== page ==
Jamie Hitchen says that Nic Cheeseman has been so thorough in dealing with his subject matter in his book, Democracy in Africa: Successes, Failures and the Struggle for Political Reform that it will be useful reading both for first-time students as well as those more familiar with the topic.
In the 2000s elections and term limits replaced death and coups d’état as the most common ways in which African leaders left office. The story of democracy in Africa is a complex one but in his new book Nic Cheeseman, Associate Professor of African Politics at Oxford University, expertly navigates the reader through political transformations across the continent.
Its publication is timely. 2015 witnessed positive advances in democracy on the continent, most notably in Nigeria where the opposition APC defeated the incumbent PDP party in peaceful elections for the first time. In contrast, elections in Ethiopia resulted in all parliamentary seats being won by candidates aligned to the dominant EPRDF; while in Burundi, President Nkurinziza disregarded constitutional term limits and popular protest to retain power via a widely discredited electoral process.
Cheeseman identifies three key barriers to democracy, which existed in varying degrees across Africa at the advent of independence: the prominence of neo-patrimonial structures, the creation of a centralised state with a monopoly over economic opportunities and the mixed legacy of the colonial struggle. These are crucial to understanding the context in which democracy emerged.
Despite a plethora of one-party states in the immediate post-independence period, Cheeseman argues that democracy remained “an important reference point for even the most authoritarian regimes”. In Tanzania, semi-competitive elections regularly took place within a one-party state, while even in Zaire under the leadership of Mobutu, one of Africa’s most brutal “Big Man” regimes, there was a susceptibility to the “lure of democratic respectability”. Mobutu sought popular validation through the ballot box on multiple occasions even though the process was fundamentally flawed.
Regarding the end of the Cold War era, Cheeseman looks beyond the increasing, externally imposed, commitment to multi-party elections, which had mixed consequences. He focuses on how a combination of economically-weakened states, domestic opposition and international actors shaped prospects for genuine democracy.
Importantly the book acknowledges how incumbents responded to this changing environment. In Uganda, President Museveni was able to take advantage of the uncertainty around regional insecurity, to establish himself as a key ally of international actors, despite a questionable commitment to democratic values. In Senegal, the government sought to control the process by instigating a top-down democratisation process.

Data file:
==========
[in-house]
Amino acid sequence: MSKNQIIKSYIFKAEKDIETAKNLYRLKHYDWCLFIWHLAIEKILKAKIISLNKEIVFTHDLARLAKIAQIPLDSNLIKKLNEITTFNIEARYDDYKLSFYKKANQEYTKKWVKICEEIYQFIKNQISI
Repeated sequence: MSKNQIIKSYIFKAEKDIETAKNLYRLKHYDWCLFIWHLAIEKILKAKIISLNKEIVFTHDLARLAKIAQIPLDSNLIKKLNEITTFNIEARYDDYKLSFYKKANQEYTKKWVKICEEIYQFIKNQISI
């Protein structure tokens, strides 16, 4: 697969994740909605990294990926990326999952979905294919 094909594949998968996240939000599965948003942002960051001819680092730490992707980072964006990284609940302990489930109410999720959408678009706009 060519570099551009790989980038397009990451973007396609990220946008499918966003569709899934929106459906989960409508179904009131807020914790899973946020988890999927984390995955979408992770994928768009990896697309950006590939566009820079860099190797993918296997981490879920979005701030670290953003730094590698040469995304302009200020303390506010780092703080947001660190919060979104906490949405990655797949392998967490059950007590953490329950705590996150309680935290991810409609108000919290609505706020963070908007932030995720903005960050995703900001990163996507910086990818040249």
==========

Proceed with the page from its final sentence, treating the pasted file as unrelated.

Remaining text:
Effective rule of law, the legitimate use of force and an environment which allows for freedom of expression are consistently referred to by the author as the key building blocks for democracy. Unless these preconditions exist, leaders will continue to cling to power through any means possible, fearing the economic and political consequences of defeat. Reducing the high stakes nature of electoral competition is a key to the evolution of robust democracy.
Cheeseman concludes by arguing that lessons for building more sturdy democratic structures can be learnt from successful, locally-driven initiatives, citing the innovative state-building process undertaken in Somaliland. Acknowledging that traditional structures poorly represent women, his point is more that “each set of political institutions must be carefully designed in light of the country’s own history”.
Explaining the complex evolution of democracy in a 54 country continent so lucidly in a little over 200 pages is a highly commendable achievement. Democracy in Africa sketches out key theoretical debates expertly and the accompanying array of tables, graphs and country examples, from across anglophone, francophone and lusophone Africa, provide useful introductions to specific cases. For a student approaching the subject for the first time, it is a comprehensive account. For those more familiar with the subject, the nuanced arguments will offer plenty to reflect on anew.
His argument for the “Africanizing” of the institutional design of democracy to understand historical dynamics is compelling and should be a vitally important reading for policymakers. Cheeseman should also be commended for stressing the importance of domestic factors in the development of democracy and for critiquing the relative failure of international investment, which sizeably increased from the 1990s, to do the same.
The book challenges conventional thinking and asks pertinent questions for further research, such as why the democratic dividend is not yet being realised by citizens on the continent. Only on the role and participation of women in the struggle for democracy in Africa, touched upon briefly, could more, perhaps, be said.
Democracy in Africa: Successes, Failures, and the Struggle for Political Reform. Dr Nic Cheeseman. Cambridge University Press.
Jamie Hitchen is a Policy Researcher at the Africa Research Institute. Follow him on Twitter @JCHitchen.
The views expressed in this post are those of the authors and in no way reflect those of the Africa at LSE blog or the London School of Economics and Political Science.